In much of the United States, having four distinct seasons apparently isn’t enough. Within those seasons, we have lots of dramatic shifts, with temperatures abruptly rising or falling or storms developing almost instantly and moving out as quickly as they came in. Sharp left turns in our conditions can be jarring to our systems. Sudden weather changes affect your health in a number of ways. Here’s how you can weather that weather—whether it’s hot, cold, or rainy.
Barometric Pressure Headaches
When the mercury drops suddenly or a heavy weather system comes rolling in, we seem to feel it in our skulls. Some people even claim to know that bad weather is on the way because their splitting headache tells them so. But if the barometric pressure is dropping rather than rising with the arrival of a storm, why would that make people feel as if the atmosphere is crushing their heads? The answer lies in our blood vessels. When it’s time to accommodate a pressure drop, our blood vessels dilate to bring more oxygen to the brain. However, with this dilation can come discomfort, which many of us feel as the weather changes abruptly.
Mold and Pollen Activity
When the weather warms up ahead of schedule or a cold front tricks certain plants into believing autumn is on the way, they may start prematurely producing pollen. If you have pollen allergies, this burst of plant matter in the air can put your immune system into high gear as it acts as if there are heavy pathogens all around you—certainly, enough to spoil the beauty of an early bloom. Those dramatic summer thunderstorms leave behind moisture which can propagate mold growth and spore dispersal, spelling trouble for people with mold allergies.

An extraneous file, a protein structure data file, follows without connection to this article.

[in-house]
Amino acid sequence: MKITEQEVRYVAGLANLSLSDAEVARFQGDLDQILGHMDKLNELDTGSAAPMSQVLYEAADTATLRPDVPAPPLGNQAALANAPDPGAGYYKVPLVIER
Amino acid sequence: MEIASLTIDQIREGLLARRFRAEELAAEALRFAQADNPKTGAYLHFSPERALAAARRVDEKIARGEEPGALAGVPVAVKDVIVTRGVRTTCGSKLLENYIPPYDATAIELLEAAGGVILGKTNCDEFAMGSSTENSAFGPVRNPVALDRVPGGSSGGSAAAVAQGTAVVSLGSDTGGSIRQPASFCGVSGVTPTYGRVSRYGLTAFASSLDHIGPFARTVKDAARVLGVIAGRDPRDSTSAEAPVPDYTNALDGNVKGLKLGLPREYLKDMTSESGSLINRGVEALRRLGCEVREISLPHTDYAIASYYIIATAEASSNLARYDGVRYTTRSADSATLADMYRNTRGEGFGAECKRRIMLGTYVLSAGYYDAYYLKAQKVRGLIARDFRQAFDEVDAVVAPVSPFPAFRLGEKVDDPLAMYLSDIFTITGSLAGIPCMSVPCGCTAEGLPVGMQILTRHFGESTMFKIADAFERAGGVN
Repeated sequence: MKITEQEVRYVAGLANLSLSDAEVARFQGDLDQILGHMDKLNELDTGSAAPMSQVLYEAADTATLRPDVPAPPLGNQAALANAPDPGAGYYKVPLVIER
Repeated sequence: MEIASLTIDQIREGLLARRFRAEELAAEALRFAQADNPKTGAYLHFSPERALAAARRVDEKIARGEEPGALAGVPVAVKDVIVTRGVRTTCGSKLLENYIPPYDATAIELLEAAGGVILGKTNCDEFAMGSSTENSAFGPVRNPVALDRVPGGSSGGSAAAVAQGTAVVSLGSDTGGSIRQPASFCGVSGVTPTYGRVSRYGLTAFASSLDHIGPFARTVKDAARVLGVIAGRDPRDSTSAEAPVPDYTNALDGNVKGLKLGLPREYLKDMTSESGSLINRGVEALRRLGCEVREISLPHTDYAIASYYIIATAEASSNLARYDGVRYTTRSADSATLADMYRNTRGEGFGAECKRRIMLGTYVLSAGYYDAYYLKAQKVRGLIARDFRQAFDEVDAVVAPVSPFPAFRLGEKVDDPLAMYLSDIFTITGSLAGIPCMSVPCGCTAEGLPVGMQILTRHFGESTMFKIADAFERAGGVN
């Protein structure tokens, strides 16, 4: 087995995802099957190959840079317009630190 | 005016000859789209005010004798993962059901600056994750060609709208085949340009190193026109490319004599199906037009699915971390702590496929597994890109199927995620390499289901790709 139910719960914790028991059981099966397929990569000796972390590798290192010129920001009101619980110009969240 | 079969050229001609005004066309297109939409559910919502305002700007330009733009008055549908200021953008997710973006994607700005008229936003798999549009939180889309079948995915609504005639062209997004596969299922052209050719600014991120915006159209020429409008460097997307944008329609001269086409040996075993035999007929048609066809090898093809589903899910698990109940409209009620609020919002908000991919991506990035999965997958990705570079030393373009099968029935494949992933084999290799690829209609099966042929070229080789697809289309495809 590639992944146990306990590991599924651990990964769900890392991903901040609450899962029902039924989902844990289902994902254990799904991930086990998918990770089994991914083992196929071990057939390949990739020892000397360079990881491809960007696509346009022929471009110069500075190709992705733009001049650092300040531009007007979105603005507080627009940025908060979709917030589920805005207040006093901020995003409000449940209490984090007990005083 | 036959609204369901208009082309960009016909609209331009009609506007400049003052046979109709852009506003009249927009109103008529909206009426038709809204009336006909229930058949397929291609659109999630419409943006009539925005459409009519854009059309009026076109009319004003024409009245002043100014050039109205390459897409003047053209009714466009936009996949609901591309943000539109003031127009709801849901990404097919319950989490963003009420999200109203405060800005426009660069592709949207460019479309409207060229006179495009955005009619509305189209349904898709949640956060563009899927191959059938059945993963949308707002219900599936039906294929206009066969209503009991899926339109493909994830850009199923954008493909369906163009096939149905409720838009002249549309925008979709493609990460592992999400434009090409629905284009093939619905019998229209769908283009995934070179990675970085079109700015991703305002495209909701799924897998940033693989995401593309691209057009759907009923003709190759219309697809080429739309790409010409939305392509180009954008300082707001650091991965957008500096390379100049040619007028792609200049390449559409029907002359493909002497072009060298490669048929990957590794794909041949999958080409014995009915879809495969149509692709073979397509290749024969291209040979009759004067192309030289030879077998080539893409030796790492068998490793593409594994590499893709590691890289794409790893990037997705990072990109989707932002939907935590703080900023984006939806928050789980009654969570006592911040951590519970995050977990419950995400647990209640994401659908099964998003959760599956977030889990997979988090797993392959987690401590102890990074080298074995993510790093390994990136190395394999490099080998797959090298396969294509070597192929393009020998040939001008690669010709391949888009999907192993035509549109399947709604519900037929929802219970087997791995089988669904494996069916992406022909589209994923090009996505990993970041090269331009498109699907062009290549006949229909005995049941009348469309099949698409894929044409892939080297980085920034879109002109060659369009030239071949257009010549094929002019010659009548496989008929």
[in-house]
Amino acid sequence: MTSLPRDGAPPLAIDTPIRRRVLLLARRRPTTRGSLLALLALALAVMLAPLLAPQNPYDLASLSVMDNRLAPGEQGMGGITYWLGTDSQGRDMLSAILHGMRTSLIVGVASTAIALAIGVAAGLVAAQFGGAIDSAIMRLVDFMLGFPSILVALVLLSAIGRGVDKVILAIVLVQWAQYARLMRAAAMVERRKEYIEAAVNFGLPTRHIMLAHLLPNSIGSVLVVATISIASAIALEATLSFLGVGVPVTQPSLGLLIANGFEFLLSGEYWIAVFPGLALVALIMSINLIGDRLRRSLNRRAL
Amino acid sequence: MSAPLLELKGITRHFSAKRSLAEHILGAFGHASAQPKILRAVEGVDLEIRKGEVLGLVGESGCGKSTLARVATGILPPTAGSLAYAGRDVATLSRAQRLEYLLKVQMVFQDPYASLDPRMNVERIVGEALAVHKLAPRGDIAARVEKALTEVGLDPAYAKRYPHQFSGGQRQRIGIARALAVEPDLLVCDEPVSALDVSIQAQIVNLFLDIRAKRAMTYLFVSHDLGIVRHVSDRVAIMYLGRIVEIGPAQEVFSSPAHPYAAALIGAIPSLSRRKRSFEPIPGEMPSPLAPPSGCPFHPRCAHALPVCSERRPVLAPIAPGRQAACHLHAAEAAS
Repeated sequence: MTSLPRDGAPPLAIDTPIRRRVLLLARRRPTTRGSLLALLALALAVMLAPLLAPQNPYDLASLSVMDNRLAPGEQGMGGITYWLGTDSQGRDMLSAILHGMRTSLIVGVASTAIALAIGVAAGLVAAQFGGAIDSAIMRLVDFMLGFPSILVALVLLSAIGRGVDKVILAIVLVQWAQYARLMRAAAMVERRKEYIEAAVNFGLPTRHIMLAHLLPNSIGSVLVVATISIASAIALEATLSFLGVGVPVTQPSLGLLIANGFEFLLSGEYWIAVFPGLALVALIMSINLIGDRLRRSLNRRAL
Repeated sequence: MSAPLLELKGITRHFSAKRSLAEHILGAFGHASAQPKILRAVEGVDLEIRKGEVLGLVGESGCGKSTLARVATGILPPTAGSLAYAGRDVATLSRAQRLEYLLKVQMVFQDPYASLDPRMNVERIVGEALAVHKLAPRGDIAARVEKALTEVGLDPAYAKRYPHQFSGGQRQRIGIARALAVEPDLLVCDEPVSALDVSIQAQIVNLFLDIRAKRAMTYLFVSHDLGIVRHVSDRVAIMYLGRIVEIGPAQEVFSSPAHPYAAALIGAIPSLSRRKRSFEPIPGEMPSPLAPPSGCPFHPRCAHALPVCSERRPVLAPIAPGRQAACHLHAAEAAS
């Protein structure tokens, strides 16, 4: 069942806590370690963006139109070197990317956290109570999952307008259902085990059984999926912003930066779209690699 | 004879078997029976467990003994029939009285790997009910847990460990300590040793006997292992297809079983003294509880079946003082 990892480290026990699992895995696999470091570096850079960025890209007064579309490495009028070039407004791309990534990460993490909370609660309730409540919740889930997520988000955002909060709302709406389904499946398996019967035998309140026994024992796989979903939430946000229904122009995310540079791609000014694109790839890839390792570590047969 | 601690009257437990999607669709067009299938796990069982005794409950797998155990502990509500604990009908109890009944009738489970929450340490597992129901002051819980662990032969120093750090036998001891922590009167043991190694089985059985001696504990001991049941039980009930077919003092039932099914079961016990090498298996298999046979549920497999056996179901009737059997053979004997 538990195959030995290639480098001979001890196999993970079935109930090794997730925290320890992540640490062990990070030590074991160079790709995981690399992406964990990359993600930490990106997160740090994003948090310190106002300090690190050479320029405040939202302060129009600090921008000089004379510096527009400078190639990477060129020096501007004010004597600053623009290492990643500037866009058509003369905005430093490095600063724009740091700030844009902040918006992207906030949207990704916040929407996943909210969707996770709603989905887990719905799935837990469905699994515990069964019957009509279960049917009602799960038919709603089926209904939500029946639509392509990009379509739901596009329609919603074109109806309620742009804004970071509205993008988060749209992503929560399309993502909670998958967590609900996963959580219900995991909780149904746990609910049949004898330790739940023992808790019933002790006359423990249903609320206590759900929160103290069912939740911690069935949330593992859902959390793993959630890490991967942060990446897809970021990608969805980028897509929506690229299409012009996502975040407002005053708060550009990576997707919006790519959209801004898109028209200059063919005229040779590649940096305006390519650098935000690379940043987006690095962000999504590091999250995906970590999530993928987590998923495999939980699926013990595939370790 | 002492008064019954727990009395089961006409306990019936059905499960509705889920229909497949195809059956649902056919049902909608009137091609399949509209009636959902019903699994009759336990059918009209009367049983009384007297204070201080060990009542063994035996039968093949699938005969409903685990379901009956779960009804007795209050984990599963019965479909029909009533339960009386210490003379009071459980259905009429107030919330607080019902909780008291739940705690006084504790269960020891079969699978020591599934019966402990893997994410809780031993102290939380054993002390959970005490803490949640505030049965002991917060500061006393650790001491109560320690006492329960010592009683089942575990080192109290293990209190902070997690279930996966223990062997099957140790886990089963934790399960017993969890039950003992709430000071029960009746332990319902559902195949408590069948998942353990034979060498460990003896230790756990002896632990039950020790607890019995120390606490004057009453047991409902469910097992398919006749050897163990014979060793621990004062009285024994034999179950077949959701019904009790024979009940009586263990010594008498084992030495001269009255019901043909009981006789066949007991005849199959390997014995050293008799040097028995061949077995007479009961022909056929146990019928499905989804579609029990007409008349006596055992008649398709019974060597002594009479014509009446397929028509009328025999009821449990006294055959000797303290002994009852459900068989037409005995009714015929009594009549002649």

Sudden changes in weather can affect your health particularly if you suffer from asthma. Quick shifts to warmer or colder air can trigger attacks in many sufferers. Both excessively warm and cool air can constrict the airways, leading to shortness of breath. That mold and pollen that causes simple allergic rhinitis in most allergy sufferers travels well in warm air, which can cause allergic asthma attacks in the spring and summer.
Colder Temperatures: More Favorable To Viruses
If we weren’t well aware of it before the COVID-19 pandemic, we are now: most viruses do much better in the cold. Colder temperatures encourage many viruses to develop a stronger exterior, while ultraviolet light from the sun can quickly denature structurally weaker viruses. With a sudden shift to colder weather, our bodies face new threats from tougher viruses—not to mention that the weather discourages us from lower viral loads in the great outdoors.